Consoles: Best for ages 12 and up

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At the moment, Sony offers the only VR game console. The PlayStation VR headset, released by the company just in time for the holidays, works with the PlayStation 4. If you don’t already have a PS4, you can buy a PlayStation 4 Slim or PlayStation 4 Pro (also brand new for the holidays) and a PSVR. The headset plus the power provided by the console provides an immersive interactive VR experience.

Key Features

• Expensive

• Only for Sony PlayStation.

• Completely immersive and interactive; the possibility of motion sickness

• Games tend to be mature, but there are plenty of them, including Batman Arkham VR, 100ft Robot Golf, Final Fantasy XV VR, Battlezone, and Resident Evil 7.

• Recommended by Sony minimum age 12 years.
Ride a rollercoaster in virtual reality

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Includes everything you need to turn your PS4 into a virtual reality machine, including a headset, camera, two motion controllers, a game, and cables.

PlayStation 4 thin ($299.99); PSVR sold separately

Newly redesigned, thinner version of PS4 with better graphics, backlit controller and quieter operation.

PlayStation 4 Pro ($399.99); PSVR sold separately

Improved graphics, faster action and optimizations to work better with certain “Pro-Enhanced” games.

Heavy Duty Headsets: Best for Teenagers

You may have heard of the sinister-sounding Oculus Rift and HTC Vive. These are heavy duty virtual reality headsets that provide total immersion; some call it a “holodeck” in reference to the alternate reality from Star Trek. Both require high-end, powerful PCs (which cost upwards of $500).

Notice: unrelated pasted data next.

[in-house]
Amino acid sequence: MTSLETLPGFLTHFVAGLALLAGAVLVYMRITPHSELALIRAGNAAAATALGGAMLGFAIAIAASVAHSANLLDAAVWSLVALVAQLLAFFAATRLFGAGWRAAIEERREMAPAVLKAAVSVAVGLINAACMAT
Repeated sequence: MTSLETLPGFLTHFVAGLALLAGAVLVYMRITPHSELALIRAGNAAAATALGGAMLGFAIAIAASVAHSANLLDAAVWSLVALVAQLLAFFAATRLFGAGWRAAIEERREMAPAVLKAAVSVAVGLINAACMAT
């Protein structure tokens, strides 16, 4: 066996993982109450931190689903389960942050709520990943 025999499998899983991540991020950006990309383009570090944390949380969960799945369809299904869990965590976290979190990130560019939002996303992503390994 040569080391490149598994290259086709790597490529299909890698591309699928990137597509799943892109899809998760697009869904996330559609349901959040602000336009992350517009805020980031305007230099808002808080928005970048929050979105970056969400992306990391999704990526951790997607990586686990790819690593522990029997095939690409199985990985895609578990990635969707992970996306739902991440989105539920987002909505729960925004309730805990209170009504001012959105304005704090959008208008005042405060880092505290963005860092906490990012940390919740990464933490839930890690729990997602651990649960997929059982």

Key Features

• Super expensive

• Require compatible games (eg. Everest VR is a Vive exclusive) and powerful computers

• Full interactivity with your environment

• Games tend to be mature, including The Assembly and Deus Ex Mankind Divided.

• Best for families with teenagers; The minimum age for an Oculus Rift manufacturer is 13; Valve says the Vive is “not for kids”.

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Offers a “room-scale experience”. If your kids are playing on the Steam gaming network, they’ve probably seen the ad for the HTC Vive since it’s made by the same Valve company that owns Steam. Steam offers several Vive-only games designed to take advantage of the headset’s unique capabilities.

The kit comes with everything to make virtual reality a reality, except for the computer: headset, sensor, remote control, cables, Xbox controller and game.